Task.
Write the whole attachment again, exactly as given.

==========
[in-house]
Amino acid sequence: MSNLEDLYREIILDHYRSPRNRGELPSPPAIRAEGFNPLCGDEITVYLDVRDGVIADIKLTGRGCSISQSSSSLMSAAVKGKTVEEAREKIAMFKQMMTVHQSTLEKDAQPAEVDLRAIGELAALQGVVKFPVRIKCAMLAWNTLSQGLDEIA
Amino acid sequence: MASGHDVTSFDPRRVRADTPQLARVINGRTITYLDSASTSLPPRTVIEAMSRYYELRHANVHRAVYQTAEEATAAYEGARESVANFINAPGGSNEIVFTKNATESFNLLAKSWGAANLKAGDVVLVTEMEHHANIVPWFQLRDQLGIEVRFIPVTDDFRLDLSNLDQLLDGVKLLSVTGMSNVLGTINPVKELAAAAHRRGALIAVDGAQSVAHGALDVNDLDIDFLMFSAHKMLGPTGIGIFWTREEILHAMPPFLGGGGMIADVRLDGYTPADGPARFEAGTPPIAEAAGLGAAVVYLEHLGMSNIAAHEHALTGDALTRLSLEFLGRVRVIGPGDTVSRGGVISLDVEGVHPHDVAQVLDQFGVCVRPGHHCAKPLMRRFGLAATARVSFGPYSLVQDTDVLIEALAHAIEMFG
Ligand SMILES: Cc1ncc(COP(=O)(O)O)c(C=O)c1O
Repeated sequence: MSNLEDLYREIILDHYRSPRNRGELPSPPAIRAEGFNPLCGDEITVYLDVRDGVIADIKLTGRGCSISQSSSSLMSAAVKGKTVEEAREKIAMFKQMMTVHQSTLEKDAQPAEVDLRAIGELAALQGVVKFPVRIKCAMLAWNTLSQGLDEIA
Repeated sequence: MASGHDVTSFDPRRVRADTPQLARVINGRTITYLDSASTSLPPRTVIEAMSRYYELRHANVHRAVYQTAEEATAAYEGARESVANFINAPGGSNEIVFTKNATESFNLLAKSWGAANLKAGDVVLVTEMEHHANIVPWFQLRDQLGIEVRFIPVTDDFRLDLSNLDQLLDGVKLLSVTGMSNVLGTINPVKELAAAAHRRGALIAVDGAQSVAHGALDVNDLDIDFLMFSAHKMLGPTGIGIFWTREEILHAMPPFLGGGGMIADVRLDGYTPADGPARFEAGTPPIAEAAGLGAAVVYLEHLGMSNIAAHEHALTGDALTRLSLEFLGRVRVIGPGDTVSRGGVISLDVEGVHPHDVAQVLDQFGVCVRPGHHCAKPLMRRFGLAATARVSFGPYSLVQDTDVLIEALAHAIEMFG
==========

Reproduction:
[in-house]
Amino acid sequence: MSNLEDLYREIILDHYRSPRNRGELPSPPAIRAEGFNPLCGDEITVYLDVRDGVIADIKLTGRGCSISQSSSSLMSAAVKGKTVEEAREKIAMFKQMMTVHQSTLEKDAQPAEVDLRAIGELAALQGVVKFPVRIKCAMLAWNTLSQGLDEIA
Amino acid sequence: MASGHDVTSFDPRRVRADTPQLARVINGRTITYLDSASTSLPPRTVIEAMSRYYELRHANVHRAVYQTAEEATAAYEGARESVANFINAPGGSNEIVFTKNATESFNLLAKSWGAANLKAGDVVLVTEMEHHANIVPWFQLRDQLGIEVRFIPVTDDFRLDLSNLDQLLDGVKLLSVTGMSNVLGTINPVKELAAAAHRRGALIAVDGAQSVAHGALDVNDLDIDFLMFSAHKMLGPTGIGIFWTREEILHAMPPFLGGGGMIADVRLDGYTPADGPARFEAGTPPIAEAAGLGAAVVYLEHLGMSNIAAHEHALTGDALTRLSLEFLGRVRVIGPGDTVSRGGVISLDVEGVHPHDVAQVLDQFGVCVRPGHHCAKPLMRRFGLAATARVSFGPYSLVQDTDVLIEALAHAIEMFG
Ligand SMILES: Cc1ncc(COP(=O)(O)O)c(C=O)c1O
Repeated sequence: MSNLEDLYREIILDHYRSPRNRGELPSPPAIRAEGFNPLCGDEITVYLDVRDGVIADIKLTGRGCSISQSSSSLMSAAVKGKTVEEAREKIAMFKQMMTVHQSTLEKDAQPAEVDLRAIGELAALQGVVKFPVRIKCAMLAWNTLSQGLDEIA
Repeated sequence: MASGHDVTSFDPRRVRADTPQLARVINGRTITYLDSASTSLPPRTVIEAMSRYYELRHANVHRAVYQTAEEATAAYEGARESVANFINAPGGSNEIVFTKNATESFNLLAKSWGAANLKAGDVVLVTEMEHHANIVPWFQLRDQLGIEVRFIPVTDDFRLDLSNLDQLLDGVKLLSVTGMSNVLGTINPVKELAAAAHRRGALIAVDGAQSVAHGALDVNDLDIDFLMFSAHKMLGPTGIGIFWTREEILHAMPPFLGGGGMIADVRLDGYTPADGPARFEAGTPPIAEAAGLGAAVVYLEHLGMSNIAAHEHALTGDALTRLSLEFLGRVRVIGPGDTVSRGGVISLDVEGVHPHDVAQVLDQFGVCVRPGHHCAKPLMRRFGLAATARVSFGPYSLVQDTDVLIEALAHAIEMFG